Directors: John Hillcoat
Cast: Shia LaBeouf, Tom Hardy, Guy Pearce, Jason Clarke, Jessica Chastain, Gary Oldman
IF only films were the sum of their potential. This is the unfortunate disclaimer hanging over the head of Lawless: a film which, on paper, should be a hit for both critics and cinemagoers. Unfortunately, despite an impressive collection of actors and subsequent performances, Lawless falls short of what it could have been.
The Bondurant brothers—Jack (LaBeouf), Forrest (Hardy) and Howard (Clarke)—make a living by producing moonshine on a small scale in Prohibition-era Virginia. They have the local authorities paid off, but when Special Deputy Charles Rakes (Pearce) comes into town, the Bondurant boys find themselves caught in a dangerous battle with the law.
Rakes isn’t afraid to take matters into his own twisted hands, and tensions hit boiling point when ambitious Jack runs a liquor blockade in a truck filled with moonshine and strikes a deal with Chicagoan gangster Floyd Banner (Oldman).
Every member of the cast puts in a stellar performance—in particular, LaBeouf, Hardy, and Pearce’s villainous portrayal of Charlie Rakes—and there are some furious moments of graphic violence that are both hard-hitting and effective. The main problem with Lawless, though, is the storyline.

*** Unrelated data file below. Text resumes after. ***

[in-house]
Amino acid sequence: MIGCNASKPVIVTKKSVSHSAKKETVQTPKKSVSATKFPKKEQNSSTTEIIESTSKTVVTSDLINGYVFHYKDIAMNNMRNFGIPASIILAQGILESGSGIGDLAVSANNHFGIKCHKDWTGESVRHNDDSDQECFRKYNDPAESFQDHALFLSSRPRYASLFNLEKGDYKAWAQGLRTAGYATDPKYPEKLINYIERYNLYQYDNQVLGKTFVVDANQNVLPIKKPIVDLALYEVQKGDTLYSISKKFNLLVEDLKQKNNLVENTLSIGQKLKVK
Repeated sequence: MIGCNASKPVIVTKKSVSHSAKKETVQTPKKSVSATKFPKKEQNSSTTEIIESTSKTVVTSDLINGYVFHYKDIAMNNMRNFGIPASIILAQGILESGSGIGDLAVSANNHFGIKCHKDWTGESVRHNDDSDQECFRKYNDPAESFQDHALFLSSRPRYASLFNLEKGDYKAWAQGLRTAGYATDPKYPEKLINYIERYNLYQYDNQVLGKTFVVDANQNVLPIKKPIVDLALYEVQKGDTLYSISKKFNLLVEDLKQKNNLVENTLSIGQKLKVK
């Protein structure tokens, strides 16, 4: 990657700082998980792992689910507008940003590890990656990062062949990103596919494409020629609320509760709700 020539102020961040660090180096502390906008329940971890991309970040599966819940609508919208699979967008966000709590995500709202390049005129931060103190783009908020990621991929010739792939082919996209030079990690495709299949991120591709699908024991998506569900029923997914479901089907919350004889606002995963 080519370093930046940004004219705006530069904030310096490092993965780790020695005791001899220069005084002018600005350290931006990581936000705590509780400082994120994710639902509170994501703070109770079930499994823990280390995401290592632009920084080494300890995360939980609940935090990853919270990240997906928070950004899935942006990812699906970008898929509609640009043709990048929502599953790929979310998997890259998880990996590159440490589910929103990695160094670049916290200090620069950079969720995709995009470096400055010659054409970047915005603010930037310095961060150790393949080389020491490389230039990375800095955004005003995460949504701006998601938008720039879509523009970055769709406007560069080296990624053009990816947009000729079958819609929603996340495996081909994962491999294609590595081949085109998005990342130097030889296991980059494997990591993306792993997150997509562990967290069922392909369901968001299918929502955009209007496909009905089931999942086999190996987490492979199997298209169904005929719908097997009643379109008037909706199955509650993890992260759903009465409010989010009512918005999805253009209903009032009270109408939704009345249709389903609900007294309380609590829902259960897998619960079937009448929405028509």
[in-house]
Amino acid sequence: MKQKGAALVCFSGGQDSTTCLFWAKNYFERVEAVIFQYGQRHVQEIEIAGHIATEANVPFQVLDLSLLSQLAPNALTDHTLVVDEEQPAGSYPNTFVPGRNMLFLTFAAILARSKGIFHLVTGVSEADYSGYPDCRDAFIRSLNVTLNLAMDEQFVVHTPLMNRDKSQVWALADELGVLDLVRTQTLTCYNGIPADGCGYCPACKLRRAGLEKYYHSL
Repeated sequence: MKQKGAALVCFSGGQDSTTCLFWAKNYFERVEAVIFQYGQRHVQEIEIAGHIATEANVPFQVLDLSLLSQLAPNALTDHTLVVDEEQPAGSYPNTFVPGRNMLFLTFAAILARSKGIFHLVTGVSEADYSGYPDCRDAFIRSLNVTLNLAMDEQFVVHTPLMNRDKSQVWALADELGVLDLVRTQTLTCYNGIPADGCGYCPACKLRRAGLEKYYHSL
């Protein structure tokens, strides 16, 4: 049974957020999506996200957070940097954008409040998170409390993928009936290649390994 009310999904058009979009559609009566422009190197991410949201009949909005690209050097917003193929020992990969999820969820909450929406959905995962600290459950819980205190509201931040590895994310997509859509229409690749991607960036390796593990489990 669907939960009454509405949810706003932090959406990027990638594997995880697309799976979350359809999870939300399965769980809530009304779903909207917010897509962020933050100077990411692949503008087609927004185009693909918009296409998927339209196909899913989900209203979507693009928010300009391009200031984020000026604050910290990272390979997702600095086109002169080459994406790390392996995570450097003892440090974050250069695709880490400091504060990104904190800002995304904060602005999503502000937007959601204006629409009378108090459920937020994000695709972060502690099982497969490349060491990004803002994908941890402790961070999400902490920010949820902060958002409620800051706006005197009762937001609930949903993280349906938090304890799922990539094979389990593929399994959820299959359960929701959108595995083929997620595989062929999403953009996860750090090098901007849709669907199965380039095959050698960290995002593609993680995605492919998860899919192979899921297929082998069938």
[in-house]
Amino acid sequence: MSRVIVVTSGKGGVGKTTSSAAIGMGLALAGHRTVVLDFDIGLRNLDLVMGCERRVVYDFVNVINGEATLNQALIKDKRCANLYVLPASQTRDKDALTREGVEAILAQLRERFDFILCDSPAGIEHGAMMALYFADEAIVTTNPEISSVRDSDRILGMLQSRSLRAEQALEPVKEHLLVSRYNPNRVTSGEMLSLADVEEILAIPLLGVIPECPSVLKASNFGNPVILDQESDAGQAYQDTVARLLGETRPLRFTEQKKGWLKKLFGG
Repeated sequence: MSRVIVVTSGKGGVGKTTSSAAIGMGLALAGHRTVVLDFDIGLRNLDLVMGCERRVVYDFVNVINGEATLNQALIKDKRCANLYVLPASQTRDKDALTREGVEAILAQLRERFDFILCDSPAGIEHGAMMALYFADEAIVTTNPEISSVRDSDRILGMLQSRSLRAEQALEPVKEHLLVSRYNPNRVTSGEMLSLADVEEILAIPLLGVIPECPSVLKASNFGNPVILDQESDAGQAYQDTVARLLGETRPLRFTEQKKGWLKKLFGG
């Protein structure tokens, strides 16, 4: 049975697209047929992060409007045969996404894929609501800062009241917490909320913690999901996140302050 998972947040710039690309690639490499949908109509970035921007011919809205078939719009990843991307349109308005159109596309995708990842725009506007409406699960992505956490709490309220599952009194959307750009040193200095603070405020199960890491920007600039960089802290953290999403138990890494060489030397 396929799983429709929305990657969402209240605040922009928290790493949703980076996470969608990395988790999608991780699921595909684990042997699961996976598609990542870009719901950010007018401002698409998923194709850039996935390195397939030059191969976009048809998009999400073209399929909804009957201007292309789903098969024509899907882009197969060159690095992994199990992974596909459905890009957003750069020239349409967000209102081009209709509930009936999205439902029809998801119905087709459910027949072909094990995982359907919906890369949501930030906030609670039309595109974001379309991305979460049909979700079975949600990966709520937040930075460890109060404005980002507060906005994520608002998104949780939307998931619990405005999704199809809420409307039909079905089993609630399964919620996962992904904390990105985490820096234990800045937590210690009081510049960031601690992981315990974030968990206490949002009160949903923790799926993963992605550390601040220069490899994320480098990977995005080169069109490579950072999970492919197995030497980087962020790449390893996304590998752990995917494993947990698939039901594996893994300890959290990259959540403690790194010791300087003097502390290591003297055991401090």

The plot is taken from the stranger-than-fiction real-life story of the Bondurant brothers (The Wettest Country in the World, by Matt Bondurant: grandson of Jack Bondurant), and it’s an incredible tale. Unfortunately, Lawless often gets bogged down in various subplots and, in many ways, seems like the filmmakers couldn’t decide on a core story they wanted to tell. The result is a meandering storyline that is occasionally brilliant and on track and, the rest of the time, loses the plot, focusing on characters and events that don’t complement the main thrust of the tale.
It’s a shame Lawless feels so disjointed because when it works, it really works; but when it gets lost in the details, it makes you wish it would get back to the fascinating point of the story. The real crying shame, though, is that it’s too easy to compare Lawless to the likes of Boardwalk Empire; and the HBO TV show does the multi-character sprawling tale of Prohibition-era America so much better.
LAWLESS is in cinemas now.
Review: Nathan Lawrence